PS In my previous post, Testing a new survey method: backup validation, the answer with the largest number of responses so far is that people never verify their backups – very disturbing!

PPS If a subsequent log backup actually succeeds, you’ve likely got some kind of transient I/O subsystem problem. See here for more details.


19 thoughts on “How can a log backup fail but a full backup succeed?

  1. Paul:

    Understanding Logging and Recovery in SQL Server from

    Piece of the information from site is pasted below for your convenience…

    As an example, consider what happens when a single table row is updated in an implicit transaction. Imagine a simple heap table with an integer column c1 and a char column c2. The table has 10,000 rows, and a user submits an update query as follows:
    Copy Code
    UPDATE SimpleTable SET c1 = 10 WHERE c2 LIKE ‘%Paul%’;

    The following operations take place:
    The data pages from SimpleTable are read from disk into memory (the buffer pool) so they can be searched for matching rows. It turns out that three data pages hold five rows that match the WHERE clause predicate.
    1. The Storage Engine automatically starts an implicit transaction.
    2. The three data pages and five data rows are locked to allow the updates to occur.
    3. The changes are made to the five data records on the three data pages in memory.
    4. The changes are also recorded in log records in the transaction log on disk.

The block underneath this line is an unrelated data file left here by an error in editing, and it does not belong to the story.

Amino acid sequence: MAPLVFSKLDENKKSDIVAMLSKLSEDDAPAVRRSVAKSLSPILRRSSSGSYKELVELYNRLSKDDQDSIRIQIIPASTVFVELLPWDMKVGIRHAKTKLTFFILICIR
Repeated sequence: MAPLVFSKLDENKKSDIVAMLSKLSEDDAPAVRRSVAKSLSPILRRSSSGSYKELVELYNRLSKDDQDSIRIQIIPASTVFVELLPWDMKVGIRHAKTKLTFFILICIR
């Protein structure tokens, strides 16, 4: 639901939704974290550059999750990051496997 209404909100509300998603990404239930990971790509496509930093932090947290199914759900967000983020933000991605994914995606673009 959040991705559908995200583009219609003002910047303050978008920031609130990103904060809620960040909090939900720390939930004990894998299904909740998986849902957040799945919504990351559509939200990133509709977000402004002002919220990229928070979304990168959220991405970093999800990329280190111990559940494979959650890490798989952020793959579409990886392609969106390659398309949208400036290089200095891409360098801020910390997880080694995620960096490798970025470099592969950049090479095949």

5. The Storage Engine automatically commits the implicit transaction.

    My Question:

    Does the step 4 happens before step 5. Per BOL, WAL, writes Log records to disk when the transactions are committed.

    Note: I did a small test, Begin Tran Insert a record in a table, did not commit and did not exec checkpoint, I found that open tran recorded in tlog.

    As always I enjoy reading your blog :)

  2. Hi Kothan,

    Step 4 always has to happen before the transaction commits back to the user. Log records are constantly being flushed out to disk. When you query the log using DBCC LOG or fn_dblog, the log records are, of course, in the log, but you can’t tell whether the log reader got them from disk or from the in-memory log buffer as they haven’t yet been flushed out to disk. What is guaranteed is that before a transaction commit notification is returned to the user, all log records for the transaction are on disk, and before a data page is written from the buffer pool to disk, all log records up-to-and-including the one(s) affecting that page must have been flushed to disk too.

    Hope this makes sense – follow-up if it doesn’t.


    1. I can’t give you a yes/no answer as it depends on a bunch of things. Most importantly, how much data can your business afford to lose? With log backups every hour, you’re looking at a maximum of 1 hour of data/work being lost. Figure out what restores you need to be able to do to meet your downtime and data loss SLAs, then plan your backup strategy from that.

  3. Iam seeing a reverse issue this is a mirrored database and mirroring is currently suspended, checkdb doesn’t report errors

    BACKUP DATABASE SharePoint_Config TO disk = ‘G:\Default\test.bak’ WITH COPY_ONLY–not to break the logchain hence used the copy only option, and strangely log backup works

    Processed 18536 pages for database ‘SharePoint_Config’, file ‘SharePoint_Config’ on file 1.
    Msg 3049, Level 16, State 1, Line 1
    BACKUP detected corruption in the database log. Check the errorlog for more information.
    Msg 3013, Level 16, State 1, Line 1
    BACKUP DATABASE is terminating abnormally.